Thank guys for getting back to me on the subject, really appreciate it. I think I've pushed the encoding to the limit in line with the constrictions I have over frame rates and frame size. The reason we encode like that is we noticed that when viewing a half size video full screen, this inherently induces pixellation, where as the bigger it is to start with, the better it looks full screen and for most of our common footage this works really well, as there isn't any quick cuts and fast action sequences. Seeing as many people are sporting displays bigger than 17" screen, we felt it was necessary to go down this route.

I initailly hoped that by setting the quality to zero, therefore forcing the encoding to bias towards frame rate over quailty this would be enough, but any busy scenes over a few seconds still become jittery and the only part cure for this was to make it a VRB encode and dropping the audio bitrate down further, but even this wasn't good enough to cope overall (plus it breaks a streaming golden rule!)

Due to the nature of the hosting system, we use have a one stop solution file which is used for both streaming and download, rather than separate files, so this is yet another constraint! I wasn't sure if there was some real low level option I could have tried to tweak the encoding even more than I have, but I'm guessing not from what you've both said, and that the long and short of it is that there are far too many parameters I'm having to adhere to which will never allow a perfect flowing video in any given situation (so in other words it's tough luck!)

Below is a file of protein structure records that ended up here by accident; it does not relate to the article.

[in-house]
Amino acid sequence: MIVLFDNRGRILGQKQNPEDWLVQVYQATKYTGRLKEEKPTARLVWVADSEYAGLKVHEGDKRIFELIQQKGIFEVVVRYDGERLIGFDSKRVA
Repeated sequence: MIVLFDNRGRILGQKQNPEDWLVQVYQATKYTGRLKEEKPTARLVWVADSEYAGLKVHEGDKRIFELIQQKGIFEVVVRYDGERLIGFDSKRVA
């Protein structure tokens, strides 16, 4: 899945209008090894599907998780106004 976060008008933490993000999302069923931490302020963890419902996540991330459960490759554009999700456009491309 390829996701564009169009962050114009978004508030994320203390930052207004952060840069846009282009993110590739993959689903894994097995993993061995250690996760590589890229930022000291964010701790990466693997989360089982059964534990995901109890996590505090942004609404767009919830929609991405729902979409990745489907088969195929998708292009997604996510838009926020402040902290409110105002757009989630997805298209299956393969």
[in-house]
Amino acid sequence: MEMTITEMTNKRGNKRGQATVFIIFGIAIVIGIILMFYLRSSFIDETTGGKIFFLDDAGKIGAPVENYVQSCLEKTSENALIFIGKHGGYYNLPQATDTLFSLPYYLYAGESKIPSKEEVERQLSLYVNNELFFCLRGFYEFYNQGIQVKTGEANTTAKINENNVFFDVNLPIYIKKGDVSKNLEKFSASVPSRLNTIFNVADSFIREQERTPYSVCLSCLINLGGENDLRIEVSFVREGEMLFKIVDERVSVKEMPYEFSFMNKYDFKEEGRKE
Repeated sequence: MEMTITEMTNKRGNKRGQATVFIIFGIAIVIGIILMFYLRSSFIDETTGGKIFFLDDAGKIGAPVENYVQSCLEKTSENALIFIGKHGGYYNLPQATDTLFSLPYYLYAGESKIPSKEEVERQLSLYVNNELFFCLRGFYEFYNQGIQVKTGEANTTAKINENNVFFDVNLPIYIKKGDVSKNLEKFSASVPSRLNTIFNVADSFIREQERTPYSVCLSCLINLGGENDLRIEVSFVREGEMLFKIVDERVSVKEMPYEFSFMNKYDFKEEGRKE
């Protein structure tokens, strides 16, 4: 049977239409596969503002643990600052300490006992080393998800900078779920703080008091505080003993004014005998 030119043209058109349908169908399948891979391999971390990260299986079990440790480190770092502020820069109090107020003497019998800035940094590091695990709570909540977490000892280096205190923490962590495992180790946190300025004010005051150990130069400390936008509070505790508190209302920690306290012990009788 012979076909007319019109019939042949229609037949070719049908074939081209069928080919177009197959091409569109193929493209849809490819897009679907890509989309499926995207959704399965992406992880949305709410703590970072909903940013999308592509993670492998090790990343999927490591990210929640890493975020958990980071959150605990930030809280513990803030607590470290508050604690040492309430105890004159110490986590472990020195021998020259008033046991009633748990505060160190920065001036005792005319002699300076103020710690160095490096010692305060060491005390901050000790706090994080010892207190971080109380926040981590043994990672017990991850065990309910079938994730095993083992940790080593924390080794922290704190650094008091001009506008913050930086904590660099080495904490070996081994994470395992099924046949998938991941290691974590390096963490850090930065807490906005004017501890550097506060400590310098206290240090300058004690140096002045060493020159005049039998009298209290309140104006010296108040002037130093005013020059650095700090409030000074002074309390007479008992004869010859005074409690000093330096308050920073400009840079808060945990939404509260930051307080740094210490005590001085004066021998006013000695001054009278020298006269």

I can't wait for the day when average global broadband data rates are into the 1000s of kbps, then I won't have this worry!

Regards

Dave



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Craig Seeman
Re: Advice sought regarding frame rate issue when encoding WMV9 from DV AVIs
on Oct 2, 2006 at 3:07:15 pm

It's a longish shot but try changing the buffer size when doing CBR encoding.


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Charles Simonson
Re: Advice sought regarding frame rate issue when encoding WMV9 from DV AVIs
on Oct 3, 2006 at 3:41:47 am

Everyone is correct in that your bit rate is much too low for the resolution you are encoding to. I would say that anything at your resolution @ 1200kbps and below will experience dropped frames at 25fps. Almost every WM encoder that I know of is based on the same WM SDK, so this issue will not be resolved with other encoders available in this price range.

But some things that you could try are the following. 1.) Use the WVC1 advanced profile encoder (not the WMVA or WMV3 encoder). This encoder will take better advantage of your settings and while I would still expect dropped frames, there shouldn't be as many. 2.) Set your buffer size to something like 5 - 10 secs. This will affect how soon a client can tune into the stream, but it allow more bits to be allocated during your tricky sequences. 3.) Try setting your keyframes to 6 secs. A lower keyframe count will generate a better encode quality-wise, but this setting should help in making sure there are less dropped frames. 4.) Make sure you are selecting adaptive deinterlace and not just leaving this alone. 5.) I forget if ProCoder has a complexity setting for WMV, but if it does, then set that anywhere from to 0 - 2. With a decent enough bit rate and the above settings, a CBR encode should look pretty decent.